- Your rabbit needs exercise, stimulation, and affection.
- Vinegar is an excellent and safe cleanser for their cage.
- Rabbits are not demanding.
- Recent studies have shown many health benefits for pet owners, including reduced blood pressure.
- Rabbits frighten easily and are quite timid. If they get scared enough from noises and other situations, they can die from fright, because they have zero defenses, except to run. If they can’t run, they may give up.
- Rabbits can bite
- Their nails need trimming on a regular basis, so they don’t scratch you.
- Rabbits do well with a mixture of commercially made rabbit food and fresh fruits and vegetables. Never feed your rabbit celery, or iceberg lettuce. Believe it or not, this can be dangerous for your rabbit’s health.
- If you have young children, make sure they treat your bunny with care.
- A bunny should never be pulled up or tugged on by their ears.
There Are Over 40 Different Breeds of Rabbits
Do Research Before You Adopt a RabbitThere are over 40 variety of breeds of rabbits that the American Rabbit Breeders Association (ARBA) recognizes. The main difference between breeds of rabbits is their cost, their looks and their size. It is a personal preference of which breed of rabbit may be best for you. Do your research on the different breeds before you decide on which rabbit to buy.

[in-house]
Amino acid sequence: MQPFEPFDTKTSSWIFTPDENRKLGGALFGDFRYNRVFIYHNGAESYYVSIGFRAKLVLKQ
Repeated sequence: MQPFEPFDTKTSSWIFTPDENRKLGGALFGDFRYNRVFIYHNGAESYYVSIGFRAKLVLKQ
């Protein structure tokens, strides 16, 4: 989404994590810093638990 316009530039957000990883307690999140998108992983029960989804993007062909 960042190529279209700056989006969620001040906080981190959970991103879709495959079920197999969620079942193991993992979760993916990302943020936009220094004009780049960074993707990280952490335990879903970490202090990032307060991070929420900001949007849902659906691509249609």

For more information you can contact The American Rabbit Breeders Association, (ARBA) which is a 24,000 member organization that works to improve the awareness and care of rabbits and guinea pigs (cavies) in the U.S, Canada and throughout the world. The ARBA
even holds rabbit shows. Do your research. www.arba.net is a great place to start gathering information about the different breeds and about caring for your rabbit.
Al the Pug Watches Peaches the Bunny
A Bunny Has No Choice... You Must Do the Right Thing
Choosing to bring a rabbit into your home needs to be a carefully made decision. If you can’t fulfill the responsibility to take care of them, think about what will happen to the bunny. If you let them go to roam and live outside on their own (definitely not a good idea), they will be scared and defenseless. In all liklihood they will not survive on their own. If you leave them on the doorstep of pet stores, which happens often, (Many times my local pet store has called me to help them find a home for an abandoned bunny) this, too is terrible for the rabbit. They are forced to live in a cage in the store, with not much affection or attention, until they get a home, and then they may not make a suitable pet, due to the conditions they were left with. I strongly urge you to give this situation serious consideration before you take on the obligation. The bunny rabbit has no choices, you must do the right thing.
Bringing a bunny into your home can be a wonderful, fun, and rewarding addition to your family, if you can give the bunny a good home and a good life. Choose wisely.
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Adopting a Bunny is a Long Term Obligation